Growth Preponderance Over Fiscal Continues
In the backdrop of omicron and fear of more such waves in future, the finance minister presented FY23 budget which reflects continuation of pro-growth bias. Fiscal consolidation continues, albeit at gradual pace. FY22 fiscal deficit has been revised marginally upwards to 6.9% of GDP (BE: 6.8%) despite sharp rise in revenue receipts and acceleration in nominal economic growth. Increase over budgeted number in expenditure was accounted mainly for income support revenue expenditure like subsidies (food, fertilizer), MNREGA, etc, which was much needed in a pandemic affected economy. While Budget has projected fiscal consolidation of 50 bps at 6.4% of GDP in FY23, this is much slower than consensus expectations (6-6.25%). While absolute size of budget is huge, the main focus has been on capex indicating preference for quality expenditure. In fact, there has been major reduction in revenue expenditure (excluding interest payments). That said, the bloated fiscal balance sheet will have to be funded through huge market borrowings (~14-14.25 trn as against 10.5 trn in FY22). Globally, the government are indicating fiscal consolidation albeit at slower pace to support growth.
After growing robustly in 2Q FY22, hi-frequency indicators suggested that recovery was regaining traction in 3Q. Corporate sector has displayed resilience and bank credit growth is showing signs of gradual recovery. However, in January, India Manufacturing PMI was impacted albeit marginally led by loss of momentum due to sharp rise in infection due to Omicron and related mobility restriction. Same is replicated at global level – indicating impact of omicron on economic activities seems to be relatively milder. Going forward, supply bottlenecks, inflation and uncertainty regarding new version of virus might act as headwind to future outlook (India and Global). On domestic front, India GDP is projected to grow at robust 9.2%y/y (FY21: -ve 7.3%y/y) driven mainly by net exports and government spending. For FY23, economic survey has projected economic growth of 8-8.5%y/y indicating growth momentum to continue going into next fiscal year.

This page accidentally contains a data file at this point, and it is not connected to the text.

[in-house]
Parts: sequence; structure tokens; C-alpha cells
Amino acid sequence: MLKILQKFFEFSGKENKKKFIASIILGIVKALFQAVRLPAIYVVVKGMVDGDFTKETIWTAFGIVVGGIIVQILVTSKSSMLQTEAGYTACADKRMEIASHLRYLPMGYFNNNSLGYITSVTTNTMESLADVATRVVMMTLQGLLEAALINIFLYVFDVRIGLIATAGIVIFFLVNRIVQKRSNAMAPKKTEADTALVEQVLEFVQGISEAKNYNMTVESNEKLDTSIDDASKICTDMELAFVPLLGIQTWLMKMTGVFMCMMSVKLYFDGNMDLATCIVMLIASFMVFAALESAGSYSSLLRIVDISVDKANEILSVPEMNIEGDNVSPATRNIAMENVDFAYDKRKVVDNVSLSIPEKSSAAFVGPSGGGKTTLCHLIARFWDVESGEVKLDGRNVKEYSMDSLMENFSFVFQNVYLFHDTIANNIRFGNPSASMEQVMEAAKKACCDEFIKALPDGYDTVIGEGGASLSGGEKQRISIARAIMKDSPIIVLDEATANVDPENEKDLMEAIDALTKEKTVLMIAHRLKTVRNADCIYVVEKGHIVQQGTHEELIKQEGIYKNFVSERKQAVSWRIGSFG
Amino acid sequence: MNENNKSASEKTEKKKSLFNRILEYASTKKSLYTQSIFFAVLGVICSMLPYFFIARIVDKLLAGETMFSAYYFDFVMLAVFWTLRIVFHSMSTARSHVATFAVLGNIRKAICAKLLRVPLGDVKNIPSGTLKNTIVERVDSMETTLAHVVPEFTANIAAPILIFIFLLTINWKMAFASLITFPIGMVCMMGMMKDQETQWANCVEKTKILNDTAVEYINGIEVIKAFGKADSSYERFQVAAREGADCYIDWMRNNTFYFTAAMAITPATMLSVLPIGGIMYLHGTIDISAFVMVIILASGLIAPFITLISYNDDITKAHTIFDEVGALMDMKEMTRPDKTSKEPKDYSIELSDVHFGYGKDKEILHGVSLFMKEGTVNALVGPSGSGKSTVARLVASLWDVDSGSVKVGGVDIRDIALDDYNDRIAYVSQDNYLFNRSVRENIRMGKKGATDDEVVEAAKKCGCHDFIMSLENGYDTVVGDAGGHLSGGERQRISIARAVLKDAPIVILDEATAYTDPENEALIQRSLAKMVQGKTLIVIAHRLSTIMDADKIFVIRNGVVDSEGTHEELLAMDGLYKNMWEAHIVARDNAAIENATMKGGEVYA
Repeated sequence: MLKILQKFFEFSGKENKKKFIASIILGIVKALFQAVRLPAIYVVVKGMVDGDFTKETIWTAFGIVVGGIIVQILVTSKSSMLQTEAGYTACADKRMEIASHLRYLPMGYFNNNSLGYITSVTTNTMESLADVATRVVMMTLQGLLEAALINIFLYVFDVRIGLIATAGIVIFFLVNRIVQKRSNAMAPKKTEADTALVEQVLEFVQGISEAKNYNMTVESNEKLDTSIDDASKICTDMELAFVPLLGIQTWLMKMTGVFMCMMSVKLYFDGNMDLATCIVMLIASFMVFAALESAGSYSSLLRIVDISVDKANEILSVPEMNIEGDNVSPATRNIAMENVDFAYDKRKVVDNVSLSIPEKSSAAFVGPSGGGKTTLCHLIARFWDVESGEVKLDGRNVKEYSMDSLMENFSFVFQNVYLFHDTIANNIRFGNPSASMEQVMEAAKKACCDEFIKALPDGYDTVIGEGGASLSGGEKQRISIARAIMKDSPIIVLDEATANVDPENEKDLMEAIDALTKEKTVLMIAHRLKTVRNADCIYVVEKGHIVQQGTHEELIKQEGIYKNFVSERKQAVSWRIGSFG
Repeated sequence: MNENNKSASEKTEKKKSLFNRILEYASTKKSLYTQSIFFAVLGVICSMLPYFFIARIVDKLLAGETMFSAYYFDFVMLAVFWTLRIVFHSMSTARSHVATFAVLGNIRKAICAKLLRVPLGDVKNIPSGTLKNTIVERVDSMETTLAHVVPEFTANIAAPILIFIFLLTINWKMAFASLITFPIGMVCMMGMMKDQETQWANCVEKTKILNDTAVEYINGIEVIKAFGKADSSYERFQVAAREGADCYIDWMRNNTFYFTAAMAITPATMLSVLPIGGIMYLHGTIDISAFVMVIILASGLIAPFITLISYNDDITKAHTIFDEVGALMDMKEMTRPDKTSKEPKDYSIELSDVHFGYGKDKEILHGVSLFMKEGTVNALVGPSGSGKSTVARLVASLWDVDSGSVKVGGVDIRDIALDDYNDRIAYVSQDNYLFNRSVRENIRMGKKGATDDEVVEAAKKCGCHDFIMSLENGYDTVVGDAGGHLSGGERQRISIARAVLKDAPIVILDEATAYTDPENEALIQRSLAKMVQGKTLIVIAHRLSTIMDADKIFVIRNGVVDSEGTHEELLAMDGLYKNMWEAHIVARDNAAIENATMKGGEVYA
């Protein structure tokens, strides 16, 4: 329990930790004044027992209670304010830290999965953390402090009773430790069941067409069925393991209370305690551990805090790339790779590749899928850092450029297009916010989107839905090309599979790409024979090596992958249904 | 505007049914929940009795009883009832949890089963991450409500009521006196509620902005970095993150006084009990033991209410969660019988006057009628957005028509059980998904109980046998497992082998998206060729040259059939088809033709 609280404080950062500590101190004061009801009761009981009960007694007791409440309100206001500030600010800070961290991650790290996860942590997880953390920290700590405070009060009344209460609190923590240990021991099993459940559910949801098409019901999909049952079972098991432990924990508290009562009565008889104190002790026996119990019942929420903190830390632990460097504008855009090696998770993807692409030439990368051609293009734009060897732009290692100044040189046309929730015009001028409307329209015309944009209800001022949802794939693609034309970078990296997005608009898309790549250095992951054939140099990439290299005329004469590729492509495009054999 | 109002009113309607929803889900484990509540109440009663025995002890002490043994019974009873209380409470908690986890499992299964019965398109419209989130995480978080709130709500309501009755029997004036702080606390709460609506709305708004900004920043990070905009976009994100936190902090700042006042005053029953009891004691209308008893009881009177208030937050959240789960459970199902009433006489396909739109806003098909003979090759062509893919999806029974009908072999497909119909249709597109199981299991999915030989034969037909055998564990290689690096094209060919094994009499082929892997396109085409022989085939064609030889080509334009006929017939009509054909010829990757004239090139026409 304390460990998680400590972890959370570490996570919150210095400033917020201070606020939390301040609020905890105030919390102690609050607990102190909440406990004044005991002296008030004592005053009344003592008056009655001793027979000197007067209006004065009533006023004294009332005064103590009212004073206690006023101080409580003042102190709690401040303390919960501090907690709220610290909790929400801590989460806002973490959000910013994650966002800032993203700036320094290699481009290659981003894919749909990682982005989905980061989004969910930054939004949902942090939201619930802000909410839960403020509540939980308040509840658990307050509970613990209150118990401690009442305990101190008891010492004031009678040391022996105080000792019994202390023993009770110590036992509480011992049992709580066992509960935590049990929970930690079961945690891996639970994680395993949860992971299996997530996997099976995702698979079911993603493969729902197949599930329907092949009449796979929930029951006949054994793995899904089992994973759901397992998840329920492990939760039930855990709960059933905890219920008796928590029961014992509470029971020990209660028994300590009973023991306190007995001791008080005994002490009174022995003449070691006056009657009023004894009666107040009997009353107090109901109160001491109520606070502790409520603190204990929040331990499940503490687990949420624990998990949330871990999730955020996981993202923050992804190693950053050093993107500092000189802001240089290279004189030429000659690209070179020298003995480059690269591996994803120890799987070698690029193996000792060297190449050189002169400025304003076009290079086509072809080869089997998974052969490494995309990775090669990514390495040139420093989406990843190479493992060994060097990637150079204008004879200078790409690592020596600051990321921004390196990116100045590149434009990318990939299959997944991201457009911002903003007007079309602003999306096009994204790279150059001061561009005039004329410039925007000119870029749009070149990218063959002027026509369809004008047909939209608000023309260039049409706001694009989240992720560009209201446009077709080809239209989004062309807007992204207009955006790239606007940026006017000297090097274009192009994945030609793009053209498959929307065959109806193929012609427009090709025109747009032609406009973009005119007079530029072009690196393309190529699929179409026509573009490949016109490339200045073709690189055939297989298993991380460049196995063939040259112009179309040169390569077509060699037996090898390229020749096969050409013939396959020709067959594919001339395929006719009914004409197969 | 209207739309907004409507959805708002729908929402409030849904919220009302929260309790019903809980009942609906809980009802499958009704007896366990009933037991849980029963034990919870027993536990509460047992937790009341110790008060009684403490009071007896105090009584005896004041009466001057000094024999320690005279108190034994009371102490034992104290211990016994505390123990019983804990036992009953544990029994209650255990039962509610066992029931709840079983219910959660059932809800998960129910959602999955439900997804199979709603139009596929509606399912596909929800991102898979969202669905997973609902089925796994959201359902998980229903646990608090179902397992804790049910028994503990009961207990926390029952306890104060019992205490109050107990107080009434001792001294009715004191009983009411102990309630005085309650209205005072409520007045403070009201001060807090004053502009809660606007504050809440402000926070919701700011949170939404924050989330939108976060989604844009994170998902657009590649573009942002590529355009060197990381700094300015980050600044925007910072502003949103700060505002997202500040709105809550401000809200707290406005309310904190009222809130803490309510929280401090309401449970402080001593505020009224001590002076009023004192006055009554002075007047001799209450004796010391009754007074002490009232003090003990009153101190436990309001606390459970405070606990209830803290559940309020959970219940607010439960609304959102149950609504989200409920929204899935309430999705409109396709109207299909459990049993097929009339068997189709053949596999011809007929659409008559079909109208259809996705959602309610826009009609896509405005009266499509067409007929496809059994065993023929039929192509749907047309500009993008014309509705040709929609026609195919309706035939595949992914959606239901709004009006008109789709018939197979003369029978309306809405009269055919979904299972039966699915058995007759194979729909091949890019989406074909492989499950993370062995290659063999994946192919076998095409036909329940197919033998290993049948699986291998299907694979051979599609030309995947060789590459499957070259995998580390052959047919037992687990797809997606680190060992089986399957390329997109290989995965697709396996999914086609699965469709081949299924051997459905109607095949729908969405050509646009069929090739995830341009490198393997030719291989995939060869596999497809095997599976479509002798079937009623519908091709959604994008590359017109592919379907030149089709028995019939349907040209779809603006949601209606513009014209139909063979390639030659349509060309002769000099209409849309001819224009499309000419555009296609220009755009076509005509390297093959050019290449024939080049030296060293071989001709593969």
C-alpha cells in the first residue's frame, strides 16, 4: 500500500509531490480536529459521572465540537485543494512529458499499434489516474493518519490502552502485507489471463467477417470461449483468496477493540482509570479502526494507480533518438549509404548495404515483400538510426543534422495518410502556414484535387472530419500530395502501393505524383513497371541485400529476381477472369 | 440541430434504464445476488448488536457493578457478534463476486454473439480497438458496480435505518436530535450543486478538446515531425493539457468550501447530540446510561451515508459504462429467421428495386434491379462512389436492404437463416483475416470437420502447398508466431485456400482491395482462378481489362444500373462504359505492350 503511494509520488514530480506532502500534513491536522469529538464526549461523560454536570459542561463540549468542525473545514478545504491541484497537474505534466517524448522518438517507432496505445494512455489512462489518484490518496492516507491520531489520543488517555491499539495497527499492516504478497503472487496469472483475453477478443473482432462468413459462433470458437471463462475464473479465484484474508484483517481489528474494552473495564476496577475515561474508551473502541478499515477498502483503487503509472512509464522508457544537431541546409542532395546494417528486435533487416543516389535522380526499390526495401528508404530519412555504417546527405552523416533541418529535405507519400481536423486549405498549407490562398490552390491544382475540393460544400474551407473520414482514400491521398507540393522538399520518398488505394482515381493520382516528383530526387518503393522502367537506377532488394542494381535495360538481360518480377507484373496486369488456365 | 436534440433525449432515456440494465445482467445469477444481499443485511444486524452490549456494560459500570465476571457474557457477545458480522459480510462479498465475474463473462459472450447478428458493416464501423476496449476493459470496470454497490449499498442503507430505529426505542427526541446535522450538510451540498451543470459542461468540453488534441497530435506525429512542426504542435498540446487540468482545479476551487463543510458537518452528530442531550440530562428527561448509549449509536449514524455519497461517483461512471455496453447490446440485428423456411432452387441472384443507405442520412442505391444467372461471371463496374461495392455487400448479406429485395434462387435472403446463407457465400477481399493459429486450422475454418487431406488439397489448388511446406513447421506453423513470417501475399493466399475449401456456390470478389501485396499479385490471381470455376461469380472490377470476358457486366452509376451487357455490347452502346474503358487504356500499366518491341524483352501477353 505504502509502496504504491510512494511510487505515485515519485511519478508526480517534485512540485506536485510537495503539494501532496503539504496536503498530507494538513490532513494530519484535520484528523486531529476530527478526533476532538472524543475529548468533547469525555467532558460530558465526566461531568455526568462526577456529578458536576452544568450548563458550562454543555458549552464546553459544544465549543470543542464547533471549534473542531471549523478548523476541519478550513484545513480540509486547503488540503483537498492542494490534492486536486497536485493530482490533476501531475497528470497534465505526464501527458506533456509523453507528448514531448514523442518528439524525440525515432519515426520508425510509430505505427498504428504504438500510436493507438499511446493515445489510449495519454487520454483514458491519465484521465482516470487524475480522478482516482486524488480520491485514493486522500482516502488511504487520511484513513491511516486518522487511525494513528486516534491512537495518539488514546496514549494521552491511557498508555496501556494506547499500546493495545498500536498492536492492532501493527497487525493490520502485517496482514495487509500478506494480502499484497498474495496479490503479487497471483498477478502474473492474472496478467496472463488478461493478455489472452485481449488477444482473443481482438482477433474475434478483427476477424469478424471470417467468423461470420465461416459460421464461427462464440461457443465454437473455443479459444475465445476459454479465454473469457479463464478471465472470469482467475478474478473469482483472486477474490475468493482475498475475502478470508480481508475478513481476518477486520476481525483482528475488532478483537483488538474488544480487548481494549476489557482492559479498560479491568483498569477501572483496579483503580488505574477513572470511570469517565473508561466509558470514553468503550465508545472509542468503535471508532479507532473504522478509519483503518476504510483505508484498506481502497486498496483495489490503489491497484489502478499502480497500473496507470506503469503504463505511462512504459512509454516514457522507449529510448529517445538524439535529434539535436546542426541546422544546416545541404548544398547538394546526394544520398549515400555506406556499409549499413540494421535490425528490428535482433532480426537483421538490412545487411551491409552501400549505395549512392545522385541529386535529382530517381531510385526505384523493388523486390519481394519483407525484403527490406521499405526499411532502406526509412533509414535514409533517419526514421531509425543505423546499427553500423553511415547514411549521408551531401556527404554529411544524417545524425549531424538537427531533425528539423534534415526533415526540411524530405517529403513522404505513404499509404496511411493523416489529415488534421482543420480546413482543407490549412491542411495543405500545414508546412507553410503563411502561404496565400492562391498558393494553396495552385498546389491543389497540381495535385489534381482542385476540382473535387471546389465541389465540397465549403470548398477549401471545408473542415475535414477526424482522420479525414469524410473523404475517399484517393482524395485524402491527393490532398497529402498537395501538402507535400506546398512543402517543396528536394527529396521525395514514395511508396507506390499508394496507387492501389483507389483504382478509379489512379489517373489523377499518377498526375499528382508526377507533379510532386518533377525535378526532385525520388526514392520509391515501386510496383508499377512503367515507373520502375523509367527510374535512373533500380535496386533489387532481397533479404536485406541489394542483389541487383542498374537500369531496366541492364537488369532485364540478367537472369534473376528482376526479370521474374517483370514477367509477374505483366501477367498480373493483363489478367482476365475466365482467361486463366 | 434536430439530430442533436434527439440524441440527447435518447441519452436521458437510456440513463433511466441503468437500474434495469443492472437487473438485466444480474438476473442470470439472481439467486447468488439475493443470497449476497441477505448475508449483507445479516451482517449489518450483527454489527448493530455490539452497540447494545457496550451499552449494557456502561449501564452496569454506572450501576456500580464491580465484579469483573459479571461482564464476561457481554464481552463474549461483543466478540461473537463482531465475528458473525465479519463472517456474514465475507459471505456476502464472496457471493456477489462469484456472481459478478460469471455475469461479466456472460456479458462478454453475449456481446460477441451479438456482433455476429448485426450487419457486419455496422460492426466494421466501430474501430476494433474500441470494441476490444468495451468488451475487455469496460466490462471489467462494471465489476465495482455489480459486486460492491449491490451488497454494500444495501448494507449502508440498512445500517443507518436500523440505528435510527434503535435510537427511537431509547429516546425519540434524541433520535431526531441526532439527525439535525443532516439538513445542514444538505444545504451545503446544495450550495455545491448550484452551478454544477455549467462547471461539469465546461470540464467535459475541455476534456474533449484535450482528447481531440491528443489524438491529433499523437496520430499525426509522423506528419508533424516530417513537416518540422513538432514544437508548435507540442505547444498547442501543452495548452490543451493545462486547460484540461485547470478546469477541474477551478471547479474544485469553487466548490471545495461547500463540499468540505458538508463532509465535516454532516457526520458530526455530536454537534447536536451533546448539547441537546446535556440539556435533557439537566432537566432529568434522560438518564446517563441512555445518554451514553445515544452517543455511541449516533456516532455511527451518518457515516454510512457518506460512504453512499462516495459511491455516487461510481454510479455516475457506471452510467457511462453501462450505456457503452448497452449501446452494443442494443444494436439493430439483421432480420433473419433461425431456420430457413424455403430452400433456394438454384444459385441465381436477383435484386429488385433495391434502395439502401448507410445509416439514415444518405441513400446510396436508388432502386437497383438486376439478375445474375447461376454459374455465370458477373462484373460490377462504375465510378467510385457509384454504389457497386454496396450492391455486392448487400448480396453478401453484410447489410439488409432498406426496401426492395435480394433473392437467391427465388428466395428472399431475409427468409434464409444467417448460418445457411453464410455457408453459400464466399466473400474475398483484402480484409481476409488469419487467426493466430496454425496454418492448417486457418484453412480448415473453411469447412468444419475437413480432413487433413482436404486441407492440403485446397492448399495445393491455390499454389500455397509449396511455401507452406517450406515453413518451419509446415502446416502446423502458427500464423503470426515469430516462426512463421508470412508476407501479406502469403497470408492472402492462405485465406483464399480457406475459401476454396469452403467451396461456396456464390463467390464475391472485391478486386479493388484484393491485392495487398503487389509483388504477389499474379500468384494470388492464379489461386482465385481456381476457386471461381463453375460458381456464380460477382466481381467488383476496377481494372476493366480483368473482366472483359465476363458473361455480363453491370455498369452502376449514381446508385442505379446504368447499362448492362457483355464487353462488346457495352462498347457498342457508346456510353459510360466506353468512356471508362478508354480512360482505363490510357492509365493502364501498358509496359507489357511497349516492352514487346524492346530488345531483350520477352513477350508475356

December 2021 Headline CPI print came higher at 5.59%y/y (Previous month: ~4.91%y/y). This was in lower than consensus estimate of 4.8% y/y. Sequential momentum in headline was in line with the seasonality. Core inflation declined a bit to 6.19%y/y (Previous: 6.21%y/y) mainly on favorable base effect and lower monthly momentum. While the headline number continues to be around RBI’s target, worsening global macros (in terms of sharp rally in crude, slow resolution of supply chain issues, pandemic related restrictions) and domestic factors (rising cost of production, pick-up in demand, volatile crude prices, telecom hike) are likely to keep prices elevated.